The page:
M.J. Rosenberg is one of the most astute analysts of U.S. policies towards Israel, and especially the role of AIPAC--not surprising, as he is a former Congressional and AIPAC staffer, before he became disillusioned with the pernicious power of AIPAC and its ability to get its way on the Hill.
This morning he published a commentary on the declining power of AIPAC, especially over Iran. It's an excellent work, written with Rosenberg's characteristic verve, power and astuteness.
However, I'm not sure he's right. Below, in quotes, is the full text of his column. Following that, a few comments of my own.
"Suddenly AIPAC is a lobby without a cause. In three weeks thousands of delegates from all over the country will descend on the Washington, D.C. convention center to get their marching orders but, as of today, AIPAC hasn't even drafted them.
That is because the centerpiece of the conference was to be dispatching its people to Capitol Hill to lobby for AIPAC's Iran sanctions bill.
The lobby had anticipated that its bill would still be very much alive in March. In fact, it would be at that sweet spot, with hundreds of co-sponsors but not quite enough to pass over President Obama's veto. That would allow the lobby's conference program to write itself. It would be Iran hysteria followed by visits to every single Member of Congress to warn that stopping Iran was a matter of life and death for Israel and that a legislators failure to support AIPAC's bill might well be a matter of political life and death for them.:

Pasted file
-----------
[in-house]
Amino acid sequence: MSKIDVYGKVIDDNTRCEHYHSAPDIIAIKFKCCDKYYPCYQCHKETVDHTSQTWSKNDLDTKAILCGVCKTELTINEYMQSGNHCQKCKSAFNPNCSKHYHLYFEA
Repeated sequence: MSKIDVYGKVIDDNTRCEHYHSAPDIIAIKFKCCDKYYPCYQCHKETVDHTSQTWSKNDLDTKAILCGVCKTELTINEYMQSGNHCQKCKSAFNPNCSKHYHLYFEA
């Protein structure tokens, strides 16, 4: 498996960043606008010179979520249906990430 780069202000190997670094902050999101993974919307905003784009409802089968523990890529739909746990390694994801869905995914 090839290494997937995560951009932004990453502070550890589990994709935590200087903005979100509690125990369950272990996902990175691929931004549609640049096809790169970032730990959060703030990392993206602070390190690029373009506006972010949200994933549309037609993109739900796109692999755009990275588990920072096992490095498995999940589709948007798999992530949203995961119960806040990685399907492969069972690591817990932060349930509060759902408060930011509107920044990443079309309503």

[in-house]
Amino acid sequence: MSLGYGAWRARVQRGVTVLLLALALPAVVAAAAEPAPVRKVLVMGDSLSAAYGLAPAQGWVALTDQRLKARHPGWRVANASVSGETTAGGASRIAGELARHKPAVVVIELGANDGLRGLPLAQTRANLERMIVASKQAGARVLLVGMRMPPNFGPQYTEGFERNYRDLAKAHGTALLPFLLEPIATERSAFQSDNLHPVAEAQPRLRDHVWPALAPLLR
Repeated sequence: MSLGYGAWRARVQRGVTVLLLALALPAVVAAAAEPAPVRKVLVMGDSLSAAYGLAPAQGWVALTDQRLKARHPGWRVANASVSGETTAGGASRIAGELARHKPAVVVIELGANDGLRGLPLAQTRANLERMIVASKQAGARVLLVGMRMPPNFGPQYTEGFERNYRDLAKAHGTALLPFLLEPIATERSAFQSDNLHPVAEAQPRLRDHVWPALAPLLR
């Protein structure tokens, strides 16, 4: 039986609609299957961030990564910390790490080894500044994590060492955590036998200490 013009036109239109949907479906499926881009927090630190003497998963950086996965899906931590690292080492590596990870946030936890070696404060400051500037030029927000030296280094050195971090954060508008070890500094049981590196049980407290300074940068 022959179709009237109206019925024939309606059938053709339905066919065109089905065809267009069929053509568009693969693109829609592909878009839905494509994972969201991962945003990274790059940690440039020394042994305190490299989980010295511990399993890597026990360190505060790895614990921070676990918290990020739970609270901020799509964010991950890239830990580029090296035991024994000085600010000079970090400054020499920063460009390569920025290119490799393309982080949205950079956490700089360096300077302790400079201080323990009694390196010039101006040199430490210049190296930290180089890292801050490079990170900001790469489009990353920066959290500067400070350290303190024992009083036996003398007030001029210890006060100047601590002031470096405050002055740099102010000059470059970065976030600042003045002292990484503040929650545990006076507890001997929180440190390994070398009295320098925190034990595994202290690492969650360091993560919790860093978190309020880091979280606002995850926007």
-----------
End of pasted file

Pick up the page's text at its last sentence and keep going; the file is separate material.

The "life and death" theme would, of course, be brought to a crescendo by the appearance, in person, of Prime Minister Binyamin Netanyahu who would offer an encore to his popular "this is 1942 and Iran is Nazi Germany" mantra which has brought AIPAC audiences to their feet for a decade.
However, due to the combined efforts of President Obama and Senate Majority Leader Harry Reid, the AIPAC bill is dead. Once the president made clear in his State Of The Union that AIPAC's efforts were not in "our national interests," the bill lost its Democratic supporters by the drove, leaving AIPAC alone out there with just right-wing Republicans and Democrats like Eliot Engel who have no clout and are viewed as extensions of AIPAC anyway. Once AIPAC's bill lost Debbie Wasseman Shultz (as devoted to the concept that Israel is always right as the late Golda Meir), the lobby knew that it had better cut its losses.
So it dropped the sanctions bill for now, hoping that the Iranians will rescue it by flagrantly violating the terms of their agreement with the P5+1 or attacking U.S. interests in some other way. AIPAC is now in the position that publisher William Randolph Hearst was in back in 1898 when President McKinley resisted his demands for war with Spain but then had no choice but to declare it after the USS Maine exploded in Havana harbor.
In other words, all AIPAC can do now is hope for the worst--unless Netanyahu changes his mind and decides he doesn't want war with Iran which is unlikely anytime this century.
Nonetheless, it has that conference in three weeks and it has to have an "ask," that is a demand it can make of Congress which, once accepted, will enable AIPAC to raise money for the coming year by pointing to its triumph over the forces of evil.